Introducing “Trey”

I name my hosts after notable greyhounds. The new iMac is no exception. It’s Trey, named after Kiowa Sweet Trey, Nick’s sire and Crash’s sire. Crash is a friend’s hound pawcationing with us this week.

References

  1. Apple’s iMac user guide at the iBook store describes the basics.
  2. David Pogue’s “MacOS Sierra, the Missing Manual” explains how to make best use of a Mac running Sierra.
  3. There are no current manuals for High Sierra coming this fall.

Revision History

  1. Original issue

First Impressions of Trey

Packaging and Unboxing

Apple packed Trey cleverly in a trapezoidal box, an outer corrugated shipping box covering a similar pasteboard point of sale box. The boxes are designed to stack up nicely in an outer shipping container by putting one base up next to one that is base down.

It was a surprisingly easy procedure to open the boxes. Tamper evident paper tape closed the outer box at the top. Cutting the tape allowed the front flap to drop down and the top flap to fold over revealing the inner package and its carrying handle. Once freed from the outer packing, the pasteboard point of sale box is opened the same way. Flipping the top open gives access to the accessory tray holding your choice of keyboard and pointing device.

Opening the inner enclosure shows the foam shock protection which is easily separated from the machine. A non-woven fiber envelope encloses the machine. A film covering protects the screen finish and case finish. All of this is easily removed.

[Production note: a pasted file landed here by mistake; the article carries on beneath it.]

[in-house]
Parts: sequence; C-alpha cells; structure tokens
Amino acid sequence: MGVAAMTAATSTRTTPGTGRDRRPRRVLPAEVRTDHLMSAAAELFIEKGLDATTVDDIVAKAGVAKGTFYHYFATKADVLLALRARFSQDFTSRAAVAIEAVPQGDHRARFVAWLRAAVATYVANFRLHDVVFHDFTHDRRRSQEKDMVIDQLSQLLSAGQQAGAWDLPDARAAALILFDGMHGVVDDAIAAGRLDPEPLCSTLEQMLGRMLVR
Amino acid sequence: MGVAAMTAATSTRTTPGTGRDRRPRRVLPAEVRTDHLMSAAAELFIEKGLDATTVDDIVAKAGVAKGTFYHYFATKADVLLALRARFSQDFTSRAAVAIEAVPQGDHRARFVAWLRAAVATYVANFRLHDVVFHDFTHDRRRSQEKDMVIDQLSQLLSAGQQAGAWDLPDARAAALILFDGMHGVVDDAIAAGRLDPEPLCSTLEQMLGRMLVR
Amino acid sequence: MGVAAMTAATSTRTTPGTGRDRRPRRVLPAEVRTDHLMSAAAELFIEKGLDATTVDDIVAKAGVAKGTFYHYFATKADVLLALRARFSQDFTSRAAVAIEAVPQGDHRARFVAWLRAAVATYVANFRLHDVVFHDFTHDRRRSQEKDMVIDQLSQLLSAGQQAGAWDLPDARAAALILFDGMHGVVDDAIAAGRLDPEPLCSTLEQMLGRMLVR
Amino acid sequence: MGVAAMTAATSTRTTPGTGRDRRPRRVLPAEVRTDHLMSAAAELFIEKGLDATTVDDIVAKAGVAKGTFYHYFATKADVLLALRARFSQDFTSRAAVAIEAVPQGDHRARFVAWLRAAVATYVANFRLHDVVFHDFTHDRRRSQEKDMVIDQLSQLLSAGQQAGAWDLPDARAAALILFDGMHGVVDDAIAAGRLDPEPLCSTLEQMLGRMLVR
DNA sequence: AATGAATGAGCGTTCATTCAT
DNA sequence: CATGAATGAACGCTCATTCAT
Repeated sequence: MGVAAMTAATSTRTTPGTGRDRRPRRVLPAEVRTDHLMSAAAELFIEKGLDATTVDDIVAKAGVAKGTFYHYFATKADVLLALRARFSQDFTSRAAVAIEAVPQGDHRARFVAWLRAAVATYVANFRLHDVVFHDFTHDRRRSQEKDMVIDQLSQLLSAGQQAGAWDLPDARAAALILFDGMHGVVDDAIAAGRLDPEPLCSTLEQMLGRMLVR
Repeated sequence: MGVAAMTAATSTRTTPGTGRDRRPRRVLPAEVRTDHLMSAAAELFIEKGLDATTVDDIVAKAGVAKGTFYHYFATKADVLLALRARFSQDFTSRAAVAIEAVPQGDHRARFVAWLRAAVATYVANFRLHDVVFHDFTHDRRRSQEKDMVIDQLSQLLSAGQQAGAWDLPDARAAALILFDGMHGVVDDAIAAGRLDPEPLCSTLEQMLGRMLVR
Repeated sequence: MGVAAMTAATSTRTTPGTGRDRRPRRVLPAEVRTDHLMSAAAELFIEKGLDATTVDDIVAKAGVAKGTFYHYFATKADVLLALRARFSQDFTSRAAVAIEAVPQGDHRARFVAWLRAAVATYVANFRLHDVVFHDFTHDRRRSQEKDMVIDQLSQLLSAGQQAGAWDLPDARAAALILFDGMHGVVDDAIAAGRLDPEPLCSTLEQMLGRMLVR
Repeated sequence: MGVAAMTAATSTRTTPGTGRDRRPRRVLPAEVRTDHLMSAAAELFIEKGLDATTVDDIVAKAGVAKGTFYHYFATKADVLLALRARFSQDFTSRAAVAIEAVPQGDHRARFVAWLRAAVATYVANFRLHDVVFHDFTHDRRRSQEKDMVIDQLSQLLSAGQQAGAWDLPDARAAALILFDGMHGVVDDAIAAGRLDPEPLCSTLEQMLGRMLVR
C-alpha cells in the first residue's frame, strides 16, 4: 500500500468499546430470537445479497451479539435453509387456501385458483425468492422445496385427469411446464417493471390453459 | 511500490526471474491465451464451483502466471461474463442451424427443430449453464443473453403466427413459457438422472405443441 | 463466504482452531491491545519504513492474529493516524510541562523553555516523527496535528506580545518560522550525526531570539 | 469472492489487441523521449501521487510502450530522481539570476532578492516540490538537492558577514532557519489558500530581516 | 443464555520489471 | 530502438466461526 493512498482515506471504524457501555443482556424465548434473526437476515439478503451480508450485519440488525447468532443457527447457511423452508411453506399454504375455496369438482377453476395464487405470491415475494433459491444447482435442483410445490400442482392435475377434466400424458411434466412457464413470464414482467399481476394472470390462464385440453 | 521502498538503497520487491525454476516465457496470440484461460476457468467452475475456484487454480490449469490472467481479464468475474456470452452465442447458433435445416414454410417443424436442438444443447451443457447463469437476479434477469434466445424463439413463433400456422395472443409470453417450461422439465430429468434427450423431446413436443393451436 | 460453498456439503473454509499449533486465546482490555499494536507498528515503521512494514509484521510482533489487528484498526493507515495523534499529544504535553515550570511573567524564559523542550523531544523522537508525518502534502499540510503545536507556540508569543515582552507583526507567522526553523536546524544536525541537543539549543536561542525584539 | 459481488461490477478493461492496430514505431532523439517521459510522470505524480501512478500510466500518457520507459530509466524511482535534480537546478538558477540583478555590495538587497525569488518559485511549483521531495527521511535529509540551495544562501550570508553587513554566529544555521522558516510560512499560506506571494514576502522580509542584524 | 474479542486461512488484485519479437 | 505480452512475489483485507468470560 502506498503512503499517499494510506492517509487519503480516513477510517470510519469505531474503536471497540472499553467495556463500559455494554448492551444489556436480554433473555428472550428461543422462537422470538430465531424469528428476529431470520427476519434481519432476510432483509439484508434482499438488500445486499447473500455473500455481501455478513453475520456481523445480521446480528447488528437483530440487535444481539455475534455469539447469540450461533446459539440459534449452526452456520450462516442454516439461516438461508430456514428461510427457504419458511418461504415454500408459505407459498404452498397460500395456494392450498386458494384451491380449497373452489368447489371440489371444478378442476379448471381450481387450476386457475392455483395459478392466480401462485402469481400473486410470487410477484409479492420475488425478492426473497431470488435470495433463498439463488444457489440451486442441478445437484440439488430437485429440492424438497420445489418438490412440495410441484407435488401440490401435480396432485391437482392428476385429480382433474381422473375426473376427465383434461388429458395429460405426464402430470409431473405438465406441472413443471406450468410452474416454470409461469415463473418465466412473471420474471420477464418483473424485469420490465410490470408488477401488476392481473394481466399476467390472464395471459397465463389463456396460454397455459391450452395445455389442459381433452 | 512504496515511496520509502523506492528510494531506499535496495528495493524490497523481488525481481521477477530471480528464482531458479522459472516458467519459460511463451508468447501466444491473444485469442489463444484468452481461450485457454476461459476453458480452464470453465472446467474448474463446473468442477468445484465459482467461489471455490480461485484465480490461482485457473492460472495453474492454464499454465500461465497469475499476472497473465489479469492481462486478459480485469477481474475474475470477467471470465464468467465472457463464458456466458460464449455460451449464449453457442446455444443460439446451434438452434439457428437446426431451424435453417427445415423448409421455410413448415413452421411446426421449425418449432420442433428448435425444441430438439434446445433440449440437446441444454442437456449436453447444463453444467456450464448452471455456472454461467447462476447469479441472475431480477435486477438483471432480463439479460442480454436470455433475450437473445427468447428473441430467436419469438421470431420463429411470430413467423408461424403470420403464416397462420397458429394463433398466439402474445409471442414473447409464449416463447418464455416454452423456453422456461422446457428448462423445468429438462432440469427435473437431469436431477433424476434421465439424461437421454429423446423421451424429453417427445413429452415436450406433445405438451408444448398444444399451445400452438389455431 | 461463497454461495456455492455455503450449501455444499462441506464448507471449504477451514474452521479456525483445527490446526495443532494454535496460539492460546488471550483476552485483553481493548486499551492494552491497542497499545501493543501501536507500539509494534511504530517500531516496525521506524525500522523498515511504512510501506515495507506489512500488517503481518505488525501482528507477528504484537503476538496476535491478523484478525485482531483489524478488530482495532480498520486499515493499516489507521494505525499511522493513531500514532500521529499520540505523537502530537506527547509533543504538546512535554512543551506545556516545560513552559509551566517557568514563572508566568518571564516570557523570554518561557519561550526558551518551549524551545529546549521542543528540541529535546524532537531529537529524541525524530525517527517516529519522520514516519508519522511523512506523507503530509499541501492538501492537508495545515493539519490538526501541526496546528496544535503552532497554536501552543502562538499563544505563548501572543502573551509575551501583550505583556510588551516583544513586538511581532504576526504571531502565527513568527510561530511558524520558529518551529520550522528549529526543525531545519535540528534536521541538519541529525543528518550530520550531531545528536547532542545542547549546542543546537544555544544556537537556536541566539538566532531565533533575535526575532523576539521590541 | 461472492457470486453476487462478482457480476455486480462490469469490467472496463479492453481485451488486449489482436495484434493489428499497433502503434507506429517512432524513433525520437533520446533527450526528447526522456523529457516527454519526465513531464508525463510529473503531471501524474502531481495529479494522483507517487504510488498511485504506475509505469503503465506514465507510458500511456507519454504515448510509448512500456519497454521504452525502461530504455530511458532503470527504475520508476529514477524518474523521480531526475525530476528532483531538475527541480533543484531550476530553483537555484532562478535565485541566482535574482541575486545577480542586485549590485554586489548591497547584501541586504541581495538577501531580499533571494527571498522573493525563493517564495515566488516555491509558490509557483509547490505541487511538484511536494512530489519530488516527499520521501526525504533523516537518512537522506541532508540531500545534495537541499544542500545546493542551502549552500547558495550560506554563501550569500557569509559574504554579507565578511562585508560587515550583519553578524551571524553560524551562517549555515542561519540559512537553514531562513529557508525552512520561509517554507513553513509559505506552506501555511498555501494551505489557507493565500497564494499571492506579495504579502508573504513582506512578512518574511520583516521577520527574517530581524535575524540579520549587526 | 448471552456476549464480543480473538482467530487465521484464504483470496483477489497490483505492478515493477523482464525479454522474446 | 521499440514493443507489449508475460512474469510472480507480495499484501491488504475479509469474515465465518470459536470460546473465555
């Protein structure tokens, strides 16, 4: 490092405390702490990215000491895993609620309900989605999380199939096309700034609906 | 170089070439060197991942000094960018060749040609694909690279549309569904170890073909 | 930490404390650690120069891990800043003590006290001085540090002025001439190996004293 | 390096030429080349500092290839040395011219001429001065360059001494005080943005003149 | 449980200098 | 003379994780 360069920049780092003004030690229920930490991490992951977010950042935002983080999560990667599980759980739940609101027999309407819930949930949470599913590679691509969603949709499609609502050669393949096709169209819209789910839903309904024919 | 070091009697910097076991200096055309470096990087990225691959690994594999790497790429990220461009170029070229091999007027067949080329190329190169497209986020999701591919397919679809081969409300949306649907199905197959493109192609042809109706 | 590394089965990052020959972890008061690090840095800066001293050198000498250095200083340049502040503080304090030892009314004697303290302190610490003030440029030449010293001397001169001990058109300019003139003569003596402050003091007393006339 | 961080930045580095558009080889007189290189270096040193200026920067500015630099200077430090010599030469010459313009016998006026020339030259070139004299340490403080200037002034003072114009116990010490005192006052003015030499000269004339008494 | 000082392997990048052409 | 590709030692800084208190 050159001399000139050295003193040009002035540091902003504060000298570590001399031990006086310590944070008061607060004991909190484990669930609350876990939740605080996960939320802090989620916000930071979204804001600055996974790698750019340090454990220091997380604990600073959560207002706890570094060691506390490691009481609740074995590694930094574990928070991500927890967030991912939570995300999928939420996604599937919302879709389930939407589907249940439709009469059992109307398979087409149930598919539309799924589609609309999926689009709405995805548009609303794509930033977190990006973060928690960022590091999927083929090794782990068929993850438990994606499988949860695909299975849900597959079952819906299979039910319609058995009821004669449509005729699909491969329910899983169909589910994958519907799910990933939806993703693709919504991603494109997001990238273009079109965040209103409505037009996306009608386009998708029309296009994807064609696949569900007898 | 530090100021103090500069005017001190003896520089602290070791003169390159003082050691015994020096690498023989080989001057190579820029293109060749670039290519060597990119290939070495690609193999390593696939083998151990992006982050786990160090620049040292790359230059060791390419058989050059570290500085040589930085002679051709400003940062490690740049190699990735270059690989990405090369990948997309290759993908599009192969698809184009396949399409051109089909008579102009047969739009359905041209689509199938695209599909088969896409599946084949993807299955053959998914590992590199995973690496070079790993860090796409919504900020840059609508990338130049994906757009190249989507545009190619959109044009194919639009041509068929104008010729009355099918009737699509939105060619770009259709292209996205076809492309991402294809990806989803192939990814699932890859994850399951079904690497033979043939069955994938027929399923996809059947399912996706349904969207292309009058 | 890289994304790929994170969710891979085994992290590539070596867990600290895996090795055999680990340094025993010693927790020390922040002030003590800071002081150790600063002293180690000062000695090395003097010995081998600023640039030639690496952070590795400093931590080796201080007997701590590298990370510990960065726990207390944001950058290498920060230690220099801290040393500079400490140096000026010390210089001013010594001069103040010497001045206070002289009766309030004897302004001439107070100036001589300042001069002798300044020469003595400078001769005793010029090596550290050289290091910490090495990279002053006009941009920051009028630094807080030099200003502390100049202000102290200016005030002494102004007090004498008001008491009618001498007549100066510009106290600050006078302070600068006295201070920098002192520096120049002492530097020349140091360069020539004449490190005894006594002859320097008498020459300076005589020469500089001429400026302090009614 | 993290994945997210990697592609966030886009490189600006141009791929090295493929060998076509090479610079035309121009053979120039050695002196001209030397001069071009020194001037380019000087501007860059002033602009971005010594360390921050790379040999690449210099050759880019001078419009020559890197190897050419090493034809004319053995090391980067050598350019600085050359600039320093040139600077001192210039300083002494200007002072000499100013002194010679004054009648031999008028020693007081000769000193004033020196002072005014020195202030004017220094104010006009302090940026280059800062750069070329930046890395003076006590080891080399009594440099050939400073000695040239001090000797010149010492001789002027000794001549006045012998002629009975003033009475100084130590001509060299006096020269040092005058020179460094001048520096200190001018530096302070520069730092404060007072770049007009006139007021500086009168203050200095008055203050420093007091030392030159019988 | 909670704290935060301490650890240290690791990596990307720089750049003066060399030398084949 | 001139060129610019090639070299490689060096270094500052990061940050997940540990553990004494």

Commissioning

First Start

The only assembly required is to connect the power cable stored in one of the base foam pieces. On power up, the machine walks you through domain and timezone setup followed by user account setup. An important step in this process is to register the machine as a user of your Apple ID and iCloud account. This important step enables your iMac or MacBook to work with your iPhones and iPads and to use Apple Email.

Software update

Before migration, I ran a Software Update to get the machine up to date in case Apple had shipped it with an older version of the OS. While my machine was in route, Apple released a new update of Sierra so I installed it before moving over all of my user files and hand me down applications.

Incumbent Mac Account Migration

Once all of these  dialogs complete, it starts Migration Assistant. Migration assistant moves user accounts from your incumbent Mac to your new Mac. A PC Migration assistant does the same for those coming over from Windows.The process is simple but lengthy for the first user as Migration Assistant moves all of the system stuff (applications) on the first go. Later runs for additional users are quicker as the system Library and system Applications are only transferred once.

  1. On the incumbent Mac, log in to as the user to be transferred and launch Migration Assistant.
  2. Launch Migration Assistant on the new Mac.
  3. Pick the source and let her rip. You’ll have your choice of your current Mac or PC, or Time Machine.